I know what you mean about how cold it can get back in there. Once you stop moving, the coldness sets in. While I was doing some of the underwater video stuff, I was kneeling down with one hand on a wet rock to support my weight. I was wearing a glove, and I didn’t seem to notice the cold — but that’s just because my hand was freakin’ numb. It took a while to warm back up, and oh did it hurt!

  7. Andreas Resch Says:

    Excellent as usual. It’s so interesting to see the “walk-along” clips, like here in the tunnel, if you live far away and know the places just from the (processed) images. Nice job on the underwater shots as well.
    The Archangel Falls shot is stunning and having that on 8×10″ – oh yeah!

    • Ben Horne Says:

      Thanks Andreas! I love doing the behind the scenes shots. Hopefully you’ll get a chance to visit Zion at some point. It’s certainly worthwhile!

  8. Rickard Says:

    Just have to say that i love following your videolog. Nice to see someone that really master large format. Keep up the good work, cheers from Sweden!

  9. ryankbrooks Says:

    Any tilt used in that photo?

    • Ben Horne Says:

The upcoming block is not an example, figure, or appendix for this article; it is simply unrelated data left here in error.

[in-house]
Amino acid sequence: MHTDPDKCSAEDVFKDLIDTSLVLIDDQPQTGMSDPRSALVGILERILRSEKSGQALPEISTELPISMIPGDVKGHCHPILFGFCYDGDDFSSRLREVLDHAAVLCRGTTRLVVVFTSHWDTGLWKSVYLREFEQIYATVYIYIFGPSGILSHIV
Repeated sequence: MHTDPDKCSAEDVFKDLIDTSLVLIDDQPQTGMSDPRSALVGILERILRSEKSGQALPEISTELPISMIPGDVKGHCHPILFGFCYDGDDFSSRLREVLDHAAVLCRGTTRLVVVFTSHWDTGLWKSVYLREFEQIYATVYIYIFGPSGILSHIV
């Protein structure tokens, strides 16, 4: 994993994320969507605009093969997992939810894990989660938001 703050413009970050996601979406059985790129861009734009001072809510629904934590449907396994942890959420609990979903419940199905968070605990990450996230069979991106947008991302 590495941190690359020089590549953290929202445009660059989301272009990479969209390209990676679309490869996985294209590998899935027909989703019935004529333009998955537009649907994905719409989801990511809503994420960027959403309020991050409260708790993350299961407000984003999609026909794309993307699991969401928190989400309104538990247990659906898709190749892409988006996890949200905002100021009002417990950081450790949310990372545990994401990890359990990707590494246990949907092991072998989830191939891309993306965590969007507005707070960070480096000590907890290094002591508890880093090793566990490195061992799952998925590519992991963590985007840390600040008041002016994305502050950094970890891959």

Yes, I definitely used some tilt to make sure the foreground and background were both sharp. With exception of slot canyon photos, I almost always have some degree of tilt in my images. I may have also used a hair of shift in this image as well — though I cannot fully recall on that one.

  10. mathias unterstein Says:

    Nice job Ben. I like the way how you are approaching your photos. watch, wait, enjoy.
    But what about the permission for the subway? Can you get one the same day?
    Next year I come across … 4 weeks southwest. Greetings from europe.

    • Ben Horne Says:

      Though you can get a same-day permit for Subway, you’ll have a late start and you might miss some shots along the way. I definitely recommend getting a permit the day before. That’s what I did on this trip, as well as my previous trips to Subway as well. 4 Weeks in the soutwest sounds fantastic! You’ll surely get some great shots!

      • Laura Says:

        Mathias-during the peak season you’ll need to get a Subway pass a day in advance because same day will be taken. Also, make sure to apply for a permit to the Wave-it’s unforgettable!